"Rust" spots on your forged cutlery?

  1. #1
    dannyzmom's Avatar
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    Well, for starters it's not rust, it's carbon spots...but that's another discussion.
    Just wanted to pass on this tip -- a smidge of Barkeeper's friend & a sponge...a few wipes...abd they're gone! Yippee!

  2. #2
    whiteyteresa's Avatar
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    Thanks for the info

    I justed noticed spots on mine late Friday night and I was going to call HO and tell them

    Thanks

    ~

  3. #3
    vwpamperedchef
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    Thank you! I was using my chef's knife today and saw them. Ill have to research carbon spots, because a customer was grilling me about it, and how stainless isnt supposed to rust, etc etc, and I told her I would find out why that happens.

    Need to get some bar keepers friend. YAHOO! THANKS

  4. #4
    dwyerkim's Avatar
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    I've notice a spot here and there too... do you know what causes them or how to prevent them in the first place?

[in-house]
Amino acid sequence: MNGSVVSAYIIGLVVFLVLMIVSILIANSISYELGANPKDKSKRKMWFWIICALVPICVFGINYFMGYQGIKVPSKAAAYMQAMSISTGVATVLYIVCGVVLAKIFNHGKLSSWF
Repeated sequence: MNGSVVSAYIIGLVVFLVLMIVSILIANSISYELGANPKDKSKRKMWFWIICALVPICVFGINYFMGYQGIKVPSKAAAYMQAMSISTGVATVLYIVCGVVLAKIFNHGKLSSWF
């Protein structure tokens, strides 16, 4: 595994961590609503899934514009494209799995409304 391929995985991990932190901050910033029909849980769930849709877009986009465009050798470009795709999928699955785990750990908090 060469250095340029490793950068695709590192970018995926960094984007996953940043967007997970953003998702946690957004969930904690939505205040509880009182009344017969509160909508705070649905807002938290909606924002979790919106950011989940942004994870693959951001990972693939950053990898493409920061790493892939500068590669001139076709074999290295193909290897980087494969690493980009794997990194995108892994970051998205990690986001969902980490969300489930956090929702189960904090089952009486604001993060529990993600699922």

5. #5
    krzymomof4's Avatar
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    Thanks Carolyn. I just had a customer email me and ask me if it was normal. So....get into the discussion; what are carbon spots. Just for future reference of course.

  6. #6
    dannyzmom's Avatar
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    Quote Quote by krzymomof4
    Thanks Carolyn. I just had a customer email me and ask me if it was normal. So....get into the discussion; what are carbon spots. Just for future reference of course.
    That's a question for Ann, queen of endless information

  7. #7
    chefann's Avatar
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    Quote Quote by vwpamperedchef
    Thank you! I was using my chef's knife today and saw them. Ill have to research carbon spots, because a customer was grilling me about it, and how stainless isnt supposed to rust, etc etc, and I told her I would find out why that happens.

    Need to get some bar keepers friend. YAHOO! THANKS
    That's true, but our forged knives AREN'T stainless steel, they're carbon steel. Stainless is good for an environment that's likely to be hard on keeping things clean and dry. But stainless knives don't hold an edge as well as carbon steel.

    In fact, this is what Alton Brown has to say about knives in Gear for Your Kitchen:
    Most kitchen knives are made of either carbon steel, high-carbon stainless steel alloys, or regular old stainless steel. SS knives are widely available but impossible to sharpen, and quality knifesmiths never mess with the stuff unless they're making pocketknives, so we'll discuss only the first two materials here.